The best tourists will always advise to never leave home without a plan.
Naturally, this weekend I decided to throw that tourism principle out the window and go to France.
Americans, I have found in my travels, love to plan things. I count myself among their ranks. Pre-booking registered tours, making reservations at Fodor-rated restaurants, obsessively checking TripAdvisor before hitting any main city sites: We love to do what so many Americans using travel agents have done before us.
As Alain De Botton wrote in The Art of Travel after visiting Madrid, “… in Madrid everything was already known, everything had been measured … sitting in a cafe on the Plaza Pronvincia, I acknowledged the impossibility of new factual discoveries.”
Like De Botton’s Madrid, we (as tourists) want everything to be known and measured. We don’t like new factual discoveries. We don’t want surprises, and we want a plan.
But we shouldn’t.
I set out for Caen, Normandie, with nothing more than a bus/ferry ticket to somewhere I would later realize wasn’t exactly Caen, but its port 30km away. I didn’t speak French, and I didn’t have a plan.
Traveling without a plan was so much more successful that traveling with one.
The folks who owned my hotel, Le Vaucelles, didn’t speak much English, like everyone else in town. But they were very accommodating and kept clean rooms, which is really all a college student can ask for.
The tourism office helped us find a tour of the Normandy D-Day sites, which ended up taking us to the official Memorial museum in Caen and off on a museum-sanctioned tour with four other people. The tour of eight was intimate enough, and our guide was kind enough to give her spiel in both French and English. We got to see Point du Hoc, Omaha Beach, the American Cemetery, Longues-sur-Mer (the German bunker battery) and Mulberry Harbor at Arromanches and the D-Day Memorial museum for 80 euro.
We asked our tour guide for a restaurant recommendation and received two.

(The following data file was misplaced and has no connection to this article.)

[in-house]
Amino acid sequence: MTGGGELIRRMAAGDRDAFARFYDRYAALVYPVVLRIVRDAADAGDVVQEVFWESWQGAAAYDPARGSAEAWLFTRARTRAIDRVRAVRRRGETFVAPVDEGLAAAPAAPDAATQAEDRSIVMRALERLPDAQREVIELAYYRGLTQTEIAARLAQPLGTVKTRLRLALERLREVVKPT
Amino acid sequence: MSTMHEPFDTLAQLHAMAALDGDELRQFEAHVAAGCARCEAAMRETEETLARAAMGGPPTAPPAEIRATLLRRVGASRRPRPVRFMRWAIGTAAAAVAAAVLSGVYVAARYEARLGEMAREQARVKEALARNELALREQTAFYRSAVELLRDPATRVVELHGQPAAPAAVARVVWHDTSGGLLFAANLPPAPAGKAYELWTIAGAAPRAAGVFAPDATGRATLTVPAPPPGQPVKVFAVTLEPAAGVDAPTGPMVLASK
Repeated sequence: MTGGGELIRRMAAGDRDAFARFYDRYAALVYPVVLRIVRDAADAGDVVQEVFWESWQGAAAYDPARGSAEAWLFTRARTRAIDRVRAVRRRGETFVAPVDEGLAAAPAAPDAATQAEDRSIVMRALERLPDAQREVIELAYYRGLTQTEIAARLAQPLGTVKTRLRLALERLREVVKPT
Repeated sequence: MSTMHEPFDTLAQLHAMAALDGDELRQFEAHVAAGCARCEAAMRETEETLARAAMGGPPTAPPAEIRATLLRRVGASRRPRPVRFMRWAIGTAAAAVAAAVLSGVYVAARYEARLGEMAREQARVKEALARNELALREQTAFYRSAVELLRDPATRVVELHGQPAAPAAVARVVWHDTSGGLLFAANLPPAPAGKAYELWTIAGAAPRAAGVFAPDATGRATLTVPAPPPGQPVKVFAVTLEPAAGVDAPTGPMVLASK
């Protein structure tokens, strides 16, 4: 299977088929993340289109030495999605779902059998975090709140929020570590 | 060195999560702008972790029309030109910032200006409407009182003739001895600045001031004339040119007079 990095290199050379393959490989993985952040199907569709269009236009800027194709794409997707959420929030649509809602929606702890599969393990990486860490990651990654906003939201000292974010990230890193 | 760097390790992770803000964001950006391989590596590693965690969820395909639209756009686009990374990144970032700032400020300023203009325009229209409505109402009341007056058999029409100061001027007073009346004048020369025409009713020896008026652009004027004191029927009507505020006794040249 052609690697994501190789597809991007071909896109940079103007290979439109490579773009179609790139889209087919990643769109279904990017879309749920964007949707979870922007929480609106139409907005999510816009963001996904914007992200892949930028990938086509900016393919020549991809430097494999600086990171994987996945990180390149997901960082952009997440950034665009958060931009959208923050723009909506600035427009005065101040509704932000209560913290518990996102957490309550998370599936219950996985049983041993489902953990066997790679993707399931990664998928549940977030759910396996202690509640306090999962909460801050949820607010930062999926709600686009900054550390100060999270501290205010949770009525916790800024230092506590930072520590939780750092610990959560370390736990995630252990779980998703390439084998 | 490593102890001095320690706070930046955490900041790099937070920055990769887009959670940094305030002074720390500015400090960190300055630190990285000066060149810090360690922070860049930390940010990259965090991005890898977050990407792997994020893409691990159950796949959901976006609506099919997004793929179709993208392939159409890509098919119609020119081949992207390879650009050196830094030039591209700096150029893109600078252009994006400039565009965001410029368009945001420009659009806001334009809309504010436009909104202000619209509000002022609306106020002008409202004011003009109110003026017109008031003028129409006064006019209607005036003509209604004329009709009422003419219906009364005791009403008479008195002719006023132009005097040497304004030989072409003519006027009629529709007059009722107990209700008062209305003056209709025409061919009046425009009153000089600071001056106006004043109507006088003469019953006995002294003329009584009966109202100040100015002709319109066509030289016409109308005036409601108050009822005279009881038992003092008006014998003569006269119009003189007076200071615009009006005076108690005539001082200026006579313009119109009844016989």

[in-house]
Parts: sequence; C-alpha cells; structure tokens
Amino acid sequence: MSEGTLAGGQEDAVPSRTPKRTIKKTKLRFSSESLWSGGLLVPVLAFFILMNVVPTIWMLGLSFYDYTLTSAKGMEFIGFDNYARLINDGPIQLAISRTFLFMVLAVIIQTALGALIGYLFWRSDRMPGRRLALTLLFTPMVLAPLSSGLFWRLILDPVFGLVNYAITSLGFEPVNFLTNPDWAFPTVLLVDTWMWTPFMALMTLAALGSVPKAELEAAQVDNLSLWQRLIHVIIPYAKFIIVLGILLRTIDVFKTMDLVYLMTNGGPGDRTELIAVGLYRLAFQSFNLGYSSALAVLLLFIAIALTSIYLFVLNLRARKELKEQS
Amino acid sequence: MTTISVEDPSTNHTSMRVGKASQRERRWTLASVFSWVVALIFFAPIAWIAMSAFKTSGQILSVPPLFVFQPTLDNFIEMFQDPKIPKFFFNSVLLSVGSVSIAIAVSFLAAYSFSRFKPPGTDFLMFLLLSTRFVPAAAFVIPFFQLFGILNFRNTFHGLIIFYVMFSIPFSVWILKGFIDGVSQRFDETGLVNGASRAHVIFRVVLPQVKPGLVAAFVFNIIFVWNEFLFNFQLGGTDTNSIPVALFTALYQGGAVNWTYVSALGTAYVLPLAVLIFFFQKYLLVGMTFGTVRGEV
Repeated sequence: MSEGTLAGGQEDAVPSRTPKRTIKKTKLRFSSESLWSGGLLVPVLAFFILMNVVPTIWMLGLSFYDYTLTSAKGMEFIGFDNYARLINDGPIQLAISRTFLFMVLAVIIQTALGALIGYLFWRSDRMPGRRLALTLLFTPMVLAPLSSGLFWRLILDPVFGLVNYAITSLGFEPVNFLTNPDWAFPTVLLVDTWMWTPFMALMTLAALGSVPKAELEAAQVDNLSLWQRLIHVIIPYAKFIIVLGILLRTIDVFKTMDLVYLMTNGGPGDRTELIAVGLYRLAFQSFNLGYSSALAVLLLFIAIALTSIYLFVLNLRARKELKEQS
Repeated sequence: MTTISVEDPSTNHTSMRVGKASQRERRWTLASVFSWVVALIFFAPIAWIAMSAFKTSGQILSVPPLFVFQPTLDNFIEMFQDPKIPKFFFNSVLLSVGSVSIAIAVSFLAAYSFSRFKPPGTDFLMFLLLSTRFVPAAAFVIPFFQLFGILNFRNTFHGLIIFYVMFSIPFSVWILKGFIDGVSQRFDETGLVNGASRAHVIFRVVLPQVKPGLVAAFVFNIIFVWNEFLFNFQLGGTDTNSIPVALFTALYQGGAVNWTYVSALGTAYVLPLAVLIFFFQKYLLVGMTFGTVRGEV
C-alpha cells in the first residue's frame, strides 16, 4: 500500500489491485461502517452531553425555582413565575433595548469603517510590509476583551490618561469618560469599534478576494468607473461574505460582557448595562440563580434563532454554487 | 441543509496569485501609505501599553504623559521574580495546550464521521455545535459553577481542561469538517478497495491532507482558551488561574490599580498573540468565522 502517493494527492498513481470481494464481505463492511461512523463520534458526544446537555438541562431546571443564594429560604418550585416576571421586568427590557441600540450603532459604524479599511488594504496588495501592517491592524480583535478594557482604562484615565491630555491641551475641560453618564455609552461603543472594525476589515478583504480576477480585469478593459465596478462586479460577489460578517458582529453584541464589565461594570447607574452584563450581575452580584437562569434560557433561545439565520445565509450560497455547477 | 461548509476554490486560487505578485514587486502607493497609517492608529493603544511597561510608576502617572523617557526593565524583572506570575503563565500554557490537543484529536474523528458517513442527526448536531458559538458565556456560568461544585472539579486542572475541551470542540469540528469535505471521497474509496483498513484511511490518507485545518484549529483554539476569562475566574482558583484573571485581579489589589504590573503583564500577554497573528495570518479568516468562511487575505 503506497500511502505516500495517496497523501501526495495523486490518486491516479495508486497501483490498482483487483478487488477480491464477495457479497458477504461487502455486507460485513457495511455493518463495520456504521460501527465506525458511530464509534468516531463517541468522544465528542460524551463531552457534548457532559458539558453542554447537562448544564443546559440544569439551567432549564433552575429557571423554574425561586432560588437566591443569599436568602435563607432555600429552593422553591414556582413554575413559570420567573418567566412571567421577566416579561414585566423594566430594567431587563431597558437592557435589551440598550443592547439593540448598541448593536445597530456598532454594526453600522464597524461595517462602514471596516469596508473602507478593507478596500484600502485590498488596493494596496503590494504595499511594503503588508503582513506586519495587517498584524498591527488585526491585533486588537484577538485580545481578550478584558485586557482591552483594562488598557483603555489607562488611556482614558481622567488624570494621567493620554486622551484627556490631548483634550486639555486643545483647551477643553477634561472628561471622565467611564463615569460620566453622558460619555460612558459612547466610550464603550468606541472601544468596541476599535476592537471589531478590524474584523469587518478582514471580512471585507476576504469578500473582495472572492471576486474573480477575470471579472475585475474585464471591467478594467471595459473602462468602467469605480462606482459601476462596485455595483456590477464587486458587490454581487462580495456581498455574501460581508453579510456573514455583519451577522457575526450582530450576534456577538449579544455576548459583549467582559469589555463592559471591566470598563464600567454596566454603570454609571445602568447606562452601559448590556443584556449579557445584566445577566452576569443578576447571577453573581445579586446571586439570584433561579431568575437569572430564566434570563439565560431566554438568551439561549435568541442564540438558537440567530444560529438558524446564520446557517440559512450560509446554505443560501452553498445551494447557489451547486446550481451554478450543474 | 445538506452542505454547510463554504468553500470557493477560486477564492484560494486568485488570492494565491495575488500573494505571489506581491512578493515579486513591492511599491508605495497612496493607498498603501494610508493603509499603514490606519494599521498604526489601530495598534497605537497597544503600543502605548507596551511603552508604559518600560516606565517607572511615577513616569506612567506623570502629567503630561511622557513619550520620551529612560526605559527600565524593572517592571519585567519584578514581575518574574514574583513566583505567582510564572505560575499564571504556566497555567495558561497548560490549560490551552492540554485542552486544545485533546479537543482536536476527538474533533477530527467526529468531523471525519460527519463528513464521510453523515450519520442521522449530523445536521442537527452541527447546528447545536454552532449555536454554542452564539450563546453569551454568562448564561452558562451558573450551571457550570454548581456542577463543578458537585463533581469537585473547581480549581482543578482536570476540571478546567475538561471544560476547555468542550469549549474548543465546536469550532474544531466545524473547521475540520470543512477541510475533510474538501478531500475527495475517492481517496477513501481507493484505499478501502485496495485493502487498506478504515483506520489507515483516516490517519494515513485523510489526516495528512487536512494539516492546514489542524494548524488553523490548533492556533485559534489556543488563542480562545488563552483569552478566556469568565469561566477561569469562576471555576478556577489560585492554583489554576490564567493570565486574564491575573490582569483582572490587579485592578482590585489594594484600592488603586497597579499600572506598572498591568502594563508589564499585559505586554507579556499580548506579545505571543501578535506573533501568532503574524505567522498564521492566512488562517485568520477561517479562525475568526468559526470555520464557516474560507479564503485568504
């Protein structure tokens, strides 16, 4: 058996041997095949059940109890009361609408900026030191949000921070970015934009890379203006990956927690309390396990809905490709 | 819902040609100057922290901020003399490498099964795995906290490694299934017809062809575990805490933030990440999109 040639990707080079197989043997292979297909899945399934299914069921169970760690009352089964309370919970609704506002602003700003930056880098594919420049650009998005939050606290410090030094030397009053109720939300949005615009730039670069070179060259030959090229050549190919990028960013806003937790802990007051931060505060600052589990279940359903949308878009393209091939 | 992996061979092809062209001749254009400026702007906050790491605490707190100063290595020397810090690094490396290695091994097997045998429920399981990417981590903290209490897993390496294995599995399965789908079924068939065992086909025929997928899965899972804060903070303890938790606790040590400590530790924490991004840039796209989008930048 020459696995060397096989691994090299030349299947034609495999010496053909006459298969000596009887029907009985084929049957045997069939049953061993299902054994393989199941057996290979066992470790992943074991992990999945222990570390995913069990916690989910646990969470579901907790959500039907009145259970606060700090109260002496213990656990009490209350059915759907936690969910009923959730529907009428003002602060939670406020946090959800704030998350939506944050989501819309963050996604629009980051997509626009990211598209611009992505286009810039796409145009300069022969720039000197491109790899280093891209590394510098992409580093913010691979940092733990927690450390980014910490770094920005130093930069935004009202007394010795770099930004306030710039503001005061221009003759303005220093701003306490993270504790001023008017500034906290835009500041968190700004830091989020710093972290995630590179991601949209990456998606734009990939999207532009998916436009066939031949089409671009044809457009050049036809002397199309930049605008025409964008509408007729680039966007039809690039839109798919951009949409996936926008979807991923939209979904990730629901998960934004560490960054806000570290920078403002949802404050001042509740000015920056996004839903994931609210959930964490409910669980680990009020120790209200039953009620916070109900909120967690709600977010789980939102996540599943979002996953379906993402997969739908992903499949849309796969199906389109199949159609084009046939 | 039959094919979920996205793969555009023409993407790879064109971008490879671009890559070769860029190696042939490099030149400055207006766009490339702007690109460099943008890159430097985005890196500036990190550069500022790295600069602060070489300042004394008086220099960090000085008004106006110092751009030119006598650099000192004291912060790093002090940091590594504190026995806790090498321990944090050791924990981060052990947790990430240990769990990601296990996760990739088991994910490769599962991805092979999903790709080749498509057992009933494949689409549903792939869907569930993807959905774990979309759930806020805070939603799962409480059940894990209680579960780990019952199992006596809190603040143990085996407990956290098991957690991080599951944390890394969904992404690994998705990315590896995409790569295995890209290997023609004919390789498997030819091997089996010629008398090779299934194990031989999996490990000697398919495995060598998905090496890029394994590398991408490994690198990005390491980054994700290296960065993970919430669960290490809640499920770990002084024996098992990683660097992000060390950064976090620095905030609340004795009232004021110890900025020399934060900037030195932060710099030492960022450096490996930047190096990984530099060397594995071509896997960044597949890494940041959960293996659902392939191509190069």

The first was an Italian place across the river from our restaurant. It was full when we checked, but it forced us to walk further into town and find “Le Touristes” (aptly named) where I had a decent meal that wasn’t quite French, British or American, but a combination of the three. However, looking for the second recommendation on day two led us to a side street filled with cafes, where we found a restaurant that had the best Normandie Sole ever, cooked to perfection. A perfect French meal, relatively.
Without plans, we were able to go on what we had, which was a recommendation from a local we met by chance.
We stumbled across the Sunday market on our way to the Abbaye aux Hommes (Caen’s main attraction), and had the cheapest and perhaps most-delicious meal of the trip: a fresh baguette with fresh strawberries and fresh Brie cheese from a farm in the Norman countryside.
The market, and the lunch by the boat docks of the Orne river, was my favorite part of Caen.
The D-Day beaches cannot compare to any other experience, and so I won’t try to compare Caen with its coast. But, as far as the city goes, no Norman castle, abbey or church could hold a candle to a simple Sunday afternoon among the residents of Caen.
I heard “bonjour” and “excusez moi” more than I thought possible while walking around town. I was able to eat my baguette and Brie without the glares I became so used to from Parisans in my travels.
While the beach tour was amazing, it was just that: a tour.
My Sunday proved that sometimes, traveling without a plan is the better way to go. Our original plan was to do the beaches on Sunday, and we would’ve missed the market, the baguette, and the Brie. We would’ve missed our French restaurant. We would’ve missed the boats and the river. Essentially, we’d have missed the best parts of Caen.
Sometimes it’s better not to have a plan. The possibilities are more open. While a bit more challenging (and at times more expensive), the experience should be worth it.